Wednesday, January 2, 2013

Welcome to the Church of Brand Jesus

"A person is not a Jew who is one only outwardly, nor is circumcision merely outward and physical. No, a person is a Jew who is one inwardly; and circumcision is circumcision of the heart, by the Spirit, not by the written code.Such a person’s praise is not from other people, but from God."
Romans 2:28-29

Commenting on these verses, Tyler Wigg Stevenson, author of Brand Jesus, asks, "...why are so many self-proclaimed Christians buying into the religious lifestyle, image, and identity, but not making the radical spiritual-ethical commitment to discipleship? How is it that there is so much Christian hypocrisy?"

The heart of these verses is that being part of God's family (Jew in the Old Testament, Christian in the New Testament) is not primarily an external matter, but is rather an internal matter with external fruit. In these verses, the Apostle Paul is critiquing the Jews of his day who claimed God, but did so only externally. They were good Jews because they were circumcised. Paul counters by saying that the external act of circumcision is ultimately meant to be an external mark of an inward reality, namely a life that has been transformed by the Spirit of God. 

Stevenson applies these verses to the contemporary Church by pointing out our tendency, much like the Jews in Paul's day, to rely on external marks as the evidence of our faith. For example, we might believe ourselves to be Christians merely because we belong to a church, or were baptized, or align with the religious right politically. We have external badges of honor, but our hearts are far from God. 

The problem, according to Stevenson, is that the Jesus we claim to believe in, is in fact, not Jesus as all:

"The startling question is, then, is Jesus Christ actually the one whom many self-proclaimed Christians have accepted? Or, as seems to be the case,  have consumer-minded Christians been led from the narrow road, drawn by the promises of an impotent spiritual commodity masquerading as the power of God? Welcome to the church of Brand Jesus." pg. 101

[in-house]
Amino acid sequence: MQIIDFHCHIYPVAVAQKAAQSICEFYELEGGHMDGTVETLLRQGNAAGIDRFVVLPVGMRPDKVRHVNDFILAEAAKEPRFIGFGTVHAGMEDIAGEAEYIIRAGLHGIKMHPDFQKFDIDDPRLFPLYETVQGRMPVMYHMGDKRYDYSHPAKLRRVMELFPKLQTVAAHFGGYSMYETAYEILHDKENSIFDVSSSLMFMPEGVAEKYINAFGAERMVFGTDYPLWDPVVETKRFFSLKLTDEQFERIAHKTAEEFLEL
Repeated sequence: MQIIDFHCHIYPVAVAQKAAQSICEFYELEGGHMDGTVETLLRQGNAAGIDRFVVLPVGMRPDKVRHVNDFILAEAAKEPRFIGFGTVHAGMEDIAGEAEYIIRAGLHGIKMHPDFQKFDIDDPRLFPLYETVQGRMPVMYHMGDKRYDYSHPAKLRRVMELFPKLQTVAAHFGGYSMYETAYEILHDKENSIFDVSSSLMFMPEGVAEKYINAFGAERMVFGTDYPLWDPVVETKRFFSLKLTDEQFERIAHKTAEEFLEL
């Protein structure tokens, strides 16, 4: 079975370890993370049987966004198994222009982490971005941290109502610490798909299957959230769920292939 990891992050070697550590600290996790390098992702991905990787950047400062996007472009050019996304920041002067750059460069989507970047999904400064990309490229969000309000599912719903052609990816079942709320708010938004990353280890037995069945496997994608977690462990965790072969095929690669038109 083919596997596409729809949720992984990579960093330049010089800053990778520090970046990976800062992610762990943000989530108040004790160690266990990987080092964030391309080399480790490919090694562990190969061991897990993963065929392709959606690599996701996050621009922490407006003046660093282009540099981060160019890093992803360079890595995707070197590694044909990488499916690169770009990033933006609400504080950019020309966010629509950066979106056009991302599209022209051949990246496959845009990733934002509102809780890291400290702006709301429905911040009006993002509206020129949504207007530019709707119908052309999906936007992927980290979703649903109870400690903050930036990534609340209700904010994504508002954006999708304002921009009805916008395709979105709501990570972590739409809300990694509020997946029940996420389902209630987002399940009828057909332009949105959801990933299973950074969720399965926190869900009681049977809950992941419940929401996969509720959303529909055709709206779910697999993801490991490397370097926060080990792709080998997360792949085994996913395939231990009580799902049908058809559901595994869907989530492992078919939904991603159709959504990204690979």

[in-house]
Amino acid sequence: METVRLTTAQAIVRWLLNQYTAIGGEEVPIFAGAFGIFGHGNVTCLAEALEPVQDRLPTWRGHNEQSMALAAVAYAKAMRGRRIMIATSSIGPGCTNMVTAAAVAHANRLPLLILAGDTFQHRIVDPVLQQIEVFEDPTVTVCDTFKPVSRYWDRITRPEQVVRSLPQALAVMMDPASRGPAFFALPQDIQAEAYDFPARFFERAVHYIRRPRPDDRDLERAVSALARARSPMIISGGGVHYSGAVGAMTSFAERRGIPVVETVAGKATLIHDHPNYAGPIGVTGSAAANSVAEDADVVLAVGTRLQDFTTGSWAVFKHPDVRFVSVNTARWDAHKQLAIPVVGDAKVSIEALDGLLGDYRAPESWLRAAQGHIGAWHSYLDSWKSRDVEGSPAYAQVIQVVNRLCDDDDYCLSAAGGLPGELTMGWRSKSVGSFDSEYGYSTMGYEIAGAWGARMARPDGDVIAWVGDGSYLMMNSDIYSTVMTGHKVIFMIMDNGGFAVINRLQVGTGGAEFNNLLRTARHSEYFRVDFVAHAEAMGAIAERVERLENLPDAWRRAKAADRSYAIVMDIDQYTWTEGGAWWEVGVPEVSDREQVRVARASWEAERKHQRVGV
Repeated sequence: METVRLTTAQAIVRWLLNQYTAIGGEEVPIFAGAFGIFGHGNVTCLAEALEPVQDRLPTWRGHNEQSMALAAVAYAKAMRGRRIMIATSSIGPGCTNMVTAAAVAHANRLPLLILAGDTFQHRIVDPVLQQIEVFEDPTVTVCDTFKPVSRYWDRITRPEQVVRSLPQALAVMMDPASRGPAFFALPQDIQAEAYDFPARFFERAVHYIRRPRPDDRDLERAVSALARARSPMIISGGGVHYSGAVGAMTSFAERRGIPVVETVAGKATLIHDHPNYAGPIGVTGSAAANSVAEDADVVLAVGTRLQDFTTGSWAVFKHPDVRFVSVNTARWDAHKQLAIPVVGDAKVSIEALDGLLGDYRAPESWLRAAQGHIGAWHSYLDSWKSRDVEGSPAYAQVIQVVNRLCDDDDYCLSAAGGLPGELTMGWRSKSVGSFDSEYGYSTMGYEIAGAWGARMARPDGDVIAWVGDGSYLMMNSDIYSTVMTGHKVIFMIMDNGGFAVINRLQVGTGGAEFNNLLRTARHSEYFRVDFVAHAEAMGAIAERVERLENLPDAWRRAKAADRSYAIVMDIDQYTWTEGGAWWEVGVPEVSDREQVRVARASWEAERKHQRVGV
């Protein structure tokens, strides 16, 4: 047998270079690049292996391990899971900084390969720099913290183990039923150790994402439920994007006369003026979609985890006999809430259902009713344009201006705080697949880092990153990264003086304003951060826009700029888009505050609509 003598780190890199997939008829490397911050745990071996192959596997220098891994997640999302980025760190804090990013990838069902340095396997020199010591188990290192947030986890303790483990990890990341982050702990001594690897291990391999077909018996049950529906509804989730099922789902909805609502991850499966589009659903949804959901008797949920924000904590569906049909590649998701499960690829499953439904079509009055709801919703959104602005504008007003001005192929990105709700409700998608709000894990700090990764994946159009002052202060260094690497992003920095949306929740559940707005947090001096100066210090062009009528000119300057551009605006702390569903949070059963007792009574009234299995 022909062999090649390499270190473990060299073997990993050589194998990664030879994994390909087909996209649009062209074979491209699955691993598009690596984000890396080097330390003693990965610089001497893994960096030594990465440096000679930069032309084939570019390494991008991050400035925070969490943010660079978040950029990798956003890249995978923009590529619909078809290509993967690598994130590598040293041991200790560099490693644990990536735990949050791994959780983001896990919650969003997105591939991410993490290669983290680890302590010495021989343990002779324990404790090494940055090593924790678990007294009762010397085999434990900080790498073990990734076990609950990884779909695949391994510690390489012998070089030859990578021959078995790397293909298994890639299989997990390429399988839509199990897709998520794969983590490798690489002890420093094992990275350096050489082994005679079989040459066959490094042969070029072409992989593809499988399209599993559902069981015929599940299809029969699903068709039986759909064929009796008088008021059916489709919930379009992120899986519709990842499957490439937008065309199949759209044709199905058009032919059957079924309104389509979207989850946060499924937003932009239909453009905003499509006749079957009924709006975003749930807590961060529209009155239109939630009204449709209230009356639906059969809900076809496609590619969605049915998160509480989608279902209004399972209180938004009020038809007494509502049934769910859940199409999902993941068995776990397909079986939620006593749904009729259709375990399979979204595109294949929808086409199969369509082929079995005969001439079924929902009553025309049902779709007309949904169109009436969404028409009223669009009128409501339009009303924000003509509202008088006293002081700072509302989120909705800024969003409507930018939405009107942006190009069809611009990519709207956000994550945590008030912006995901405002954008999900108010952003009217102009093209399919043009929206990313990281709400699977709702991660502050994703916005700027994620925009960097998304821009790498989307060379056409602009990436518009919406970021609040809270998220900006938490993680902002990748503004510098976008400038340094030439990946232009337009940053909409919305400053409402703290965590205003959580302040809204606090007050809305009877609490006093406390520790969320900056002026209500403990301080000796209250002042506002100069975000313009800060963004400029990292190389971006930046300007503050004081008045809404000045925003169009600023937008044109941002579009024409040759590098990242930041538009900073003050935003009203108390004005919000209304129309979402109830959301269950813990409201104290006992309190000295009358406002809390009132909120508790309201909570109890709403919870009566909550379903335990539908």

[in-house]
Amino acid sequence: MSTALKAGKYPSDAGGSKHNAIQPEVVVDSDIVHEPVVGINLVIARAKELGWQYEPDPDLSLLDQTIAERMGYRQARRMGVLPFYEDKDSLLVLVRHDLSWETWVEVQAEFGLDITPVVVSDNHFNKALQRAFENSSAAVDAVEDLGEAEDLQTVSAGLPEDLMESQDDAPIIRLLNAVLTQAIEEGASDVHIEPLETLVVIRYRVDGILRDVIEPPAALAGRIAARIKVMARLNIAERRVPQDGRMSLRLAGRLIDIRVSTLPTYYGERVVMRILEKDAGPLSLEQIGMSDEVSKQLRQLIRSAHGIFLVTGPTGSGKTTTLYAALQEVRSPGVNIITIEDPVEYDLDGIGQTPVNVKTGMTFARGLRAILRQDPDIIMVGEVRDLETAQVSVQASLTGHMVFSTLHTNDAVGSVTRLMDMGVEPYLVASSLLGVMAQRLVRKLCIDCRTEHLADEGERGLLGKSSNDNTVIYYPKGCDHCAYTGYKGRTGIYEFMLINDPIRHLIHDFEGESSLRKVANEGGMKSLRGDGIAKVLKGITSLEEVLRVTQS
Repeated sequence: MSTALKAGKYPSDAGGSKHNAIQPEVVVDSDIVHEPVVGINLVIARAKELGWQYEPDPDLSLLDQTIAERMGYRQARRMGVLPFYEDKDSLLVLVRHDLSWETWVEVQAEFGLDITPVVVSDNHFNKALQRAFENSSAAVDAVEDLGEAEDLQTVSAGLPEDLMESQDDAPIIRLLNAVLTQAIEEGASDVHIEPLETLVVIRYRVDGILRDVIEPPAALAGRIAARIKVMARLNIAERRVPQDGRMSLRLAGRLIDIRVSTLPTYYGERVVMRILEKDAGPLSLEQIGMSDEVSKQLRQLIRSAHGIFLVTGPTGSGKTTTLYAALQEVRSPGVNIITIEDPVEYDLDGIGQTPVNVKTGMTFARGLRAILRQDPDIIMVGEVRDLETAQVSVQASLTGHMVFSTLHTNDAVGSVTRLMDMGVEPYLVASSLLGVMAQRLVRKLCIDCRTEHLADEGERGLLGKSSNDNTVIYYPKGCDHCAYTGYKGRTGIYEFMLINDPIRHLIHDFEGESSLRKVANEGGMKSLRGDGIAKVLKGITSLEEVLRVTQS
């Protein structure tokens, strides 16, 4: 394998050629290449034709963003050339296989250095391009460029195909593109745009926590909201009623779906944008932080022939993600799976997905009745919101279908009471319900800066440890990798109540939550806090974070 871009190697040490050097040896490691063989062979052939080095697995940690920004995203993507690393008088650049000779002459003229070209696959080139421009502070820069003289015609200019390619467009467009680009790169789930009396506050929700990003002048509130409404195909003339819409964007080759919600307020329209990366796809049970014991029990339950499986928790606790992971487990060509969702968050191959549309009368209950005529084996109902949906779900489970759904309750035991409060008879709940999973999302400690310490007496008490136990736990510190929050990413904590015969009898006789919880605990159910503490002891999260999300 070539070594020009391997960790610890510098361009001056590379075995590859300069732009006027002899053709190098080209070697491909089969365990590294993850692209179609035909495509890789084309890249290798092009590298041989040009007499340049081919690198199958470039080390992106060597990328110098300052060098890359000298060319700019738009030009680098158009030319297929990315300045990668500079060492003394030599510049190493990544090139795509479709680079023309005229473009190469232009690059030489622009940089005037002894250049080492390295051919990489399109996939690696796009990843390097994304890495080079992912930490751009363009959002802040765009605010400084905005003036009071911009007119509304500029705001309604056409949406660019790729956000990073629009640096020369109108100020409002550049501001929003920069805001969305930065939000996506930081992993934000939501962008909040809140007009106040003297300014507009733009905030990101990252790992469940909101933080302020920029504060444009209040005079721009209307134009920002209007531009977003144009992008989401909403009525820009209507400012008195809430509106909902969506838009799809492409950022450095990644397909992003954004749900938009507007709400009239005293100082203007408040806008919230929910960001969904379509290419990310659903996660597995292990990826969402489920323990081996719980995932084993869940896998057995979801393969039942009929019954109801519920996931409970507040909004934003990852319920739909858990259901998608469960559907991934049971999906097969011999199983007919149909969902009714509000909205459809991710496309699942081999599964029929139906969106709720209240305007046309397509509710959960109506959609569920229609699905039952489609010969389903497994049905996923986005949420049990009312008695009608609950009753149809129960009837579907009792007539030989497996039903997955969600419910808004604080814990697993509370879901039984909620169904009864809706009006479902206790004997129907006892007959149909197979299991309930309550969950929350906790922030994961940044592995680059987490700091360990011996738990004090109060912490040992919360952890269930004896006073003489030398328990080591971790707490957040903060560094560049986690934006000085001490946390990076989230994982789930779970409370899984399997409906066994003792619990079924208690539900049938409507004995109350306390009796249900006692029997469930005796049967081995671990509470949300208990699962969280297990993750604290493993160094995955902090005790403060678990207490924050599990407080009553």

Stevenson's point: External badges of religion are insufficient. As Paul stated in Romans 2, the mark of a true believer is a circumcision of the heart, or, a transformed life. External badges (church membership, political affiliation, occasional acts of charity) are insufficient because they don't have any power. They give the mere appearance of Godliness, but are just as Stevenson describes 'impotent spiritual commodity masquerading as the power of God." These badges are not the result of a radical internal transformation. They are not the result of totally new, born again life in Christ. No, they are the rather feeble attempts to construct our self-justification. 

The only solution to this problem is the true gospel of Jesus Christ; namely, that our attempts to build our own kingdom, wherein we attempt to build our own identity, our justification, and our very sense of life before God is completely insufficient. But, in his great mercy and love, Christ came to give us life. Through his life, death and resurrection, Jesus has come to free us from this death sentence of self-sufficiency. 

But herein lies the problem. Stevenson's point is that if you look at the life of the American Christianity, it is clear that we are not living or preaching this true gospel, wherein lives are truly transformed. Rather, we are preaching and living a different faith; the faith of Brand Jesus. 

And this Brand Jesus fits in perfectly with our consumer mindsets in that it gives us exactly what our sinful selves want, all the while wearing a mask of true spirituality:

"Brand Jesus takes the promise of the Kingdom of God and offers another pseudo-Christian vision instead...Brand Jesus takes the tragedy of sinful life and without asking us to change our behavior in the plot, promises a happy ending. Brand Jesus takes everything our species' depraved imagination wants to believe is true about the world and feeds it back to us." pg. 104

"We are in fact, wholly conformed to the pattern of this world. So, while Christians should be radically different from everybody else, we find that Christians are no more different from practitioners of other lifestyles than those folk are from each other. We've made discipleship into one option among many, when it ought to stand separate, as different from other ways of living as Christ was from the world." pg. 103

In short, the American Church has submitted to a form of Christianity (Brand Jesus), wherein they are allowed to continue in their current desired lifestyle without any real transformation. Although they may have external badges, there is no power behind it. There is no real knowledge of the God. There is no real experience of God's grace. It is a pseudo-Christianity, giving the people enough religion to soothe their spiritual conscious, but denying the very nature of Jesus Christ. 

The only answer is to run to the gospel of God's grace. 

Tyler Wigg Stevenson, Brand Jesus: Christianity in a Consumerist Age (Seabury Books, New York, 2007). 

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